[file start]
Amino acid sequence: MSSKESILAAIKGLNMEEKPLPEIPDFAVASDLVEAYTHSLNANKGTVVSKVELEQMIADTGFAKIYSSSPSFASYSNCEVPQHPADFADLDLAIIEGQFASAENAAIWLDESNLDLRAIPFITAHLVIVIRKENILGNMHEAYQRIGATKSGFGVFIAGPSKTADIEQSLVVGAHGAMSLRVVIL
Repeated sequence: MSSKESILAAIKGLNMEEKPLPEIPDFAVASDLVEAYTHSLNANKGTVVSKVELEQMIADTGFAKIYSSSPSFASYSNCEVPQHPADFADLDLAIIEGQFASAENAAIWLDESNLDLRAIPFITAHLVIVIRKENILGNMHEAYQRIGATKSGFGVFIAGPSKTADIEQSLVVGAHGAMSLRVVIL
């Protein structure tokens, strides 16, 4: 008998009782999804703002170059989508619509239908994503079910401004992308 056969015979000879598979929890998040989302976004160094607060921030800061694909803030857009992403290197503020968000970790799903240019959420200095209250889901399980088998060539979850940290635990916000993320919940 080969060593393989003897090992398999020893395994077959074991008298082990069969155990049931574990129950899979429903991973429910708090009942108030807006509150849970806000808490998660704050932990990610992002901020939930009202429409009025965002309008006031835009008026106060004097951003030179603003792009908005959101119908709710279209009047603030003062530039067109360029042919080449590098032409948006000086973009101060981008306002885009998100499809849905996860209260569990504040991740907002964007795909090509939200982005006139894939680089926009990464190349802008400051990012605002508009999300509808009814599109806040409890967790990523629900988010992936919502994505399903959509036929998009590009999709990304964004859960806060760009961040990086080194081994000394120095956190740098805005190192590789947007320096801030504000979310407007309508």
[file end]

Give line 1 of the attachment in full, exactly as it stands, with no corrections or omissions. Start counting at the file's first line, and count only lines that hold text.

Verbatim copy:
Amino acid sequence: MSSKESILAAIKGLNMEEKPLPEIPDFAVASDLVEAYTHSLNANKGTVVSKVELEQMIADTGFAKIYSSSPSFASYSNCEVPQHPADFADLDLAIIEGQFASAENAAIWLDESNLDLRAIPFITAHLVIVIRKENILGNMHEAYQRIGATKSGFGVFIAGPSKTADIEQSLVVGAHGAMSLRVVIL